Lubricant is the lifeblood of your compressor.
Many people do not understand the amount of work the compressor lubricant is asked to do while it is running in your machine. The reality is if you run your compressor at 4,000 hours a year, it is the equivalent of putting 160,000 miles on your vehicle a year.
Let’s look more closely at what your air compressor lubricant does.
Because lubricant is the lifeblood of your compressor, it is important to know what it does and how it does it. So, what does the compressor lubricant really do?
- Lubricates – makes sure all wear parts have an adequate film to prevent premature failure.
- Cools – in most reciprocating and all lubricated rotary screws, the lubricant is an important part of the cooling system to maintain proper operating temperatures.
- Cleans – since an air compressor is essentially a vacuum cleaner that sucks in everything around it, the lubricant is part of the internal cleaning process to make sure the machine stays clean with as few contaminants as possible. This, of course, is dependent on the oil filter as well as a separator in a rotary screw.
- Fight Chemical Contaminants – many compressors not only suck up particles, but it also vapors anything that is in the air as a result of factory production or the environment.
- Protects End Products – some compressor lubricants are chosen to be compatible with products being made to the extreme of food-grade that is FDA accepted for food contact.
Which lubricant is correct for your compressor? Well, this depends on the five items listed above and the recommendation of your compressor manufacturer or service provider. Many compressor oils are available for rotary screw machines to run up to 8,000 hours before changing, however, this is tempered by the environment, temperatures, operation cycles, and equipment aid. The best way to determine a proper lubricant is to sample the existing condition and contaminants to see what changes need to be made.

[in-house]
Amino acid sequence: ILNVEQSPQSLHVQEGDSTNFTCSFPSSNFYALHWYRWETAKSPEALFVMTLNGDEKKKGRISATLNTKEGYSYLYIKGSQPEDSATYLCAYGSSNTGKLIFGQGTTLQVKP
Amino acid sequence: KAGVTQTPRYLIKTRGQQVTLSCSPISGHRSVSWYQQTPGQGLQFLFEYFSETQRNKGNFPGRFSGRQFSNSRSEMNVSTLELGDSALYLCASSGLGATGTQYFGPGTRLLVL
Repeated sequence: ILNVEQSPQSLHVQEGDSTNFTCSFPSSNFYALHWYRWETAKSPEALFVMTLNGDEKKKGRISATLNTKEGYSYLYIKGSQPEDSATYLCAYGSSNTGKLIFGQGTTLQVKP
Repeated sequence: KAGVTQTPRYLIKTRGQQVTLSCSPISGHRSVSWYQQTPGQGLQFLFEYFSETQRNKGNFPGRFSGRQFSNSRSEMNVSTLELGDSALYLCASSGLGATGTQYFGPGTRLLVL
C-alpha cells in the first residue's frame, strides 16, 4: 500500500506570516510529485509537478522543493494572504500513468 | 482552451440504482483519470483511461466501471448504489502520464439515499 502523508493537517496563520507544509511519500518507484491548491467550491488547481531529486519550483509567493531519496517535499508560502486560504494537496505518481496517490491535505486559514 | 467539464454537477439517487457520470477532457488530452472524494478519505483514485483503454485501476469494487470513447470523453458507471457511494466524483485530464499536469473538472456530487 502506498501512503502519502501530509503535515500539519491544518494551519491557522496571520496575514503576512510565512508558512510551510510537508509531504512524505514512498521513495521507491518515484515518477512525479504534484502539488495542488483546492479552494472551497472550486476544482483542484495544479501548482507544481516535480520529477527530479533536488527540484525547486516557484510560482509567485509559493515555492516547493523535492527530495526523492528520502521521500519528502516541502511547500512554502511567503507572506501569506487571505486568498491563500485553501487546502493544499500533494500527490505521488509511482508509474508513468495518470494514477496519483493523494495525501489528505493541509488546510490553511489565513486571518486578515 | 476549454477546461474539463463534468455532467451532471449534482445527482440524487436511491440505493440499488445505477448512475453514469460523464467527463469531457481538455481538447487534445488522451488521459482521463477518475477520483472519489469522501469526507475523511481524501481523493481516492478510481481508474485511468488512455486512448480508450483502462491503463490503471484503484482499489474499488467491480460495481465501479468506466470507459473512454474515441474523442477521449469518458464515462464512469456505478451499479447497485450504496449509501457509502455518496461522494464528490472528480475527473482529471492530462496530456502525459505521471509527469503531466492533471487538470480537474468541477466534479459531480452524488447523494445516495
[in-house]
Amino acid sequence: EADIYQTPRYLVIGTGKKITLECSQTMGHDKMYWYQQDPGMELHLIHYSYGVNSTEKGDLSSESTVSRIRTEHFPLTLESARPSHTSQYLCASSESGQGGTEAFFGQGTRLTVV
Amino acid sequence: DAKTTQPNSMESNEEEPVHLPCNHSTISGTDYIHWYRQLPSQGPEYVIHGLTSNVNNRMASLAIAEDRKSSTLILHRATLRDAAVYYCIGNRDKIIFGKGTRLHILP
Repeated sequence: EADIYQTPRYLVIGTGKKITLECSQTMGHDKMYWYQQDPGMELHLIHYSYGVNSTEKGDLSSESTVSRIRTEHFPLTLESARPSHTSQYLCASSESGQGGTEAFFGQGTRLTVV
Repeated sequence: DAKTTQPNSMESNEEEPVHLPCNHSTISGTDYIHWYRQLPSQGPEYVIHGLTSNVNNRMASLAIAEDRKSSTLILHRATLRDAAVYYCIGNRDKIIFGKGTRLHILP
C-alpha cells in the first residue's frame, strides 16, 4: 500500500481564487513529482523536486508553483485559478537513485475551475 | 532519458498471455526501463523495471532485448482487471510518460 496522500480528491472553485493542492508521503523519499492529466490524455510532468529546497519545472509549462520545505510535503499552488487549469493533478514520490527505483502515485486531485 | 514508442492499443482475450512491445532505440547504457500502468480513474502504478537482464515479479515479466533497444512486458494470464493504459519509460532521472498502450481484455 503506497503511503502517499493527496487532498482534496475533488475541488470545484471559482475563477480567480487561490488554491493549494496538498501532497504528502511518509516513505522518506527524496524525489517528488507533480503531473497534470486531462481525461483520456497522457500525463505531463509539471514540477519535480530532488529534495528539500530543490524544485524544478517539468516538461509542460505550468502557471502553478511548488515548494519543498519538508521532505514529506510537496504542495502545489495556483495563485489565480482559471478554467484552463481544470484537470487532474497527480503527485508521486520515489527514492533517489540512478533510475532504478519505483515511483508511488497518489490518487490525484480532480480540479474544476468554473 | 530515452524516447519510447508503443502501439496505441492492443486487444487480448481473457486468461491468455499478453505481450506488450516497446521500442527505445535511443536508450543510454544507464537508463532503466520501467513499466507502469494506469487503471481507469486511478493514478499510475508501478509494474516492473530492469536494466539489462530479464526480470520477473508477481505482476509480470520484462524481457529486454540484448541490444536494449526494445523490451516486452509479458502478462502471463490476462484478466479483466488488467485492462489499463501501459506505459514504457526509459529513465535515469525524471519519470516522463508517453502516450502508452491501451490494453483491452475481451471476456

Very often the question is “What Lubricant Do I Need and How Often Should I Change It?” Here are some parameters.
- Use manufacturer’s lubricant if you are under warranty.
- Change lubricant more often in high ambient temperature (95° F) environments. Operating temps over 200° F will shorten the life of the oil exponentially.
- Sample and change lubricants more often in environments with high contamination of vapor or particulates.
- If a non-OEM lubricant is used, be sure that it is from a highly qualified vendor and matches the OEM lubricant properties.
- Sample every quarter or 1k – 2k hours for lubricant contaminants and quality – short money for insurance.
- Don’t forget the back-up compressor as it needs an oil change based on time sitting not hours used.
- Is compressor selection magic? No, not really. It’s an accumulation of the correct information for existing and future needs. Remember a new compressor is not a solution for a poor distribution system or inappropriate air usage. If you are part of the decision process on buying a new compressor, remember to keep these key questions in mind during the selection process.
Without the proper lubricant, you will substantially reduce the life of your air compressor. Remember for every year it is equivalent to at least 120,000 miles on the road.
Keep it clean, keep it clean and keep it lubricated.